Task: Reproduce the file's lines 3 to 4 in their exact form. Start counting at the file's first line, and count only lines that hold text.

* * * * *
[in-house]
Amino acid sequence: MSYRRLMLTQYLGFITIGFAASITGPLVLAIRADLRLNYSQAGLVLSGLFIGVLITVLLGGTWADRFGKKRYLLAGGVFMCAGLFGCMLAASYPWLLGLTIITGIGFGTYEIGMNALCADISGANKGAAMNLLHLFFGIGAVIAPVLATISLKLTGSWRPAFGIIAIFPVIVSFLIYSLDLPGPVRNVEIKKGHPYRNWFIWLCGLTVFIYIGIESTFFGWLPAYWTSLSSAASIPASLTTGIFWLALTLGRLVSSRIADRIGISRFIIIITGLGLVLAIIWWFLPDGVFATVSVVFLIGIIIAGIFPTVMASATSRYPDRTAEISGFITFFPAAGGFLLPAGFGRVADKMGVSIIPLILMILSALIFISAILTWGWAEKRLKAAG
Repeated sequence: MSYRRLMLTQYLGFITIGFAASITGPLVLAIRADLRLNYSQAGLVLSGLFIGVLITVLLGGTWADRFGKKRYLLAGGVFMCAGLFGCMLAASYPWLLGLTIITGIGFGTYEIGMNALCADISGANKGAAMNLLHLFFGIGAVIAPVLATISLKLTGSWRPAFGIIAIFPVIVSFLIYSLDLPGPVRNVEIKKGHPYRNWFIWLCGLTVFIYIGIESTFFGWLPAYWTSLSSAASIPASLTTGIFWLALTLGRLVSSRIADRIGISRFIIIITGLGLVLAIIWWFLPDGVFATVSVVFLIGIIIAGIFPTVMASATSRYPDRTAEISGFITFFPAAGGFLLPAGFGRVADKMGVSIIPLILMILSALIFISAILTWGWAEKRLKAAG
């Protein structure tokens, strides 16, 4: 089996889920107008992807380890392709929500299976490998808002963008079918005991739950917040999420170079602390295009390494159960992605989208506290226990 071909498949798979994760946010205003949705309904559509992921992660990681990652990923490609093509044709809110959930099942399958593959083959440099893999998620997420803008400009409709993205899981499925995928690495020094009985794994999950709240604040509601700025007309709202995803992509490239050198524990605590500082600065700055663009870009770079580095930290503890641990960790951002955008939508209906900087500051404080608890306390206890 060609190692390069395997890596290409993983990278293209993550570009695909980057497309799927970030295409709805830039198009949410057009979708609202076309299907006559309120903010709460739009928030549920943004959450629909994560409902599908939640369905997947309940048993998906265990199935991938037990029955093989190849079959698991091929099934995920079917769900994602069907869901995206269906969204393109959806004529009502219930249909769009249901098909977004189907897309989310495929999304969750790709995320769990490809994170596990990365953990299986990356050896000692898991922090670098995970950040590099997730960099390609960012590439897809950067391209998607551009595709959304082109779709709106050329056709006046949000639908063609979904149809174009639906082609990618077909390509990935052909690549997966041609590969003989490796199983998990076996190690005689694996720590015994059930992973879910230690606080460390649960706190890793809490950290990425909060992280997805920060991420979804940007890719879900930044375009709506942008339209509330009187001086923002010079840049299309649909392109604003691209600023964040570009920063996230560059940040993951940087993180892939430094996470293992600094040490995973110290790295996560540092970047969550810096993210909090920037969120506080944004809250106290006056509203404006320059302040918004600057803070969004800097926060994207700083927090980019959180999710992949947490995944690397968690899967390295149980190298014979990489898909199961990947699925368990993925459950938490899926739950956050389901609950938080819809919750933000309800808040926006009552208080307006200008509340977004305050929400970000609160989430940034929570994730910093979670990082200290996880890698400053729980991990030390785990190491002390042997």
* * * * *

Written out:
Repeated sequence: MSYRRLMLTQYLGFITIGFAASITGPLVLAIRADLRLNYSQAGLVLSGLFIGVLITVLLGGTWADRFGKKRYLLAGGVFMCAGLFGCMLAASYPWLLGLTIITGIGFGTYEIGMNALCADISGANKGAAMNLLHLFFGIGAVIAPVLATISLKLTGSWRPAFGIIAIFPVIVSFLIYSLDLPGPVRNVEIKKGHPYRNWFIWLCGLTVFIYIGIESTFFGWLPAYWTSLSSAASIPASLTTGIFWLALTLGRLVSSRIADRIGISRFIIIITGLGLVLAIIWWFLPDGVFATVSVVFLIGIIIAGIFPTVMASATSRYPDRTAEISGFITFFPAAGGFLLPAGFGRVADKMGVSIIPLILMILSALIFISAILTWGWAEKRLKAAG
């Protein structure tokens, strides 16, 4: 089996889920107008992807380890392709929500299976490998808002963008079918005991739950917040999420170079602390295009390494159960992605989208506290226990 071909498949798979994760946010205003949705309904559509992921992660990681990652990923490609093509044709809110959930099942399958593959083959440099893999998620997420803008400009409709993205899981499925995928690495020094009985794994999950709240604040509601700025007309709202995803992509490239050198524990605590500082600065700055663009870009770079580095930290503890641990960790951002955008939508209906900087500051404080608890306390206890 060609190692390069395997890596290409993983990278293209993550570009695909980057497309799927970030295409709805830039198009949410057009979708609202076309299907006559309120903010709460739009928030549920943004959450629909994560409902599908939640369905997947309940048993998906265990199935991938037990029955093989190849079959698991091929099934995920079917769900994602069907869901995206269906969204393109959806004529009502219930249909769009249901098909977004189907897309989310495929999304969750790709995320769990490809994170596990990365953990299986990356050896000692898991922090670098995970950040590099997730960099390609960012590439897809950067391209998607551009595709959304082109779709709106050329056709006046949000639908063609979904149809174009639906082609990618077909390509990935052909690549997966041609590969003989490796199983998990076996190690005689694996720590015994059930992973879910230690606080460390649960706190890793809490950290990425909060992280997805920060991420979804940007890719879900930044375009709506942008339209509330009187001086923002010079840049299309649909392109604003691209600023964040570009920063996230560059940040993951940087993180892939430094996470293992600094040490995973110290790295996560540092970047969550810096993210909090920037969120506080944004809250106290006056509203404006320059302040918004600057803070969004800097926060994207700083927090980019959180999710992949947490995944690397968690899967390295149980190298014979990489898909199961990947699925368990993925459950938490899926739950956050389901609950938080819809919750933000309800808040926006009552208080307006200008509340977004305050929400970000609160989430940034929570994730910093979670990082200290996880890698400053729980991990030390785990190491002390042997």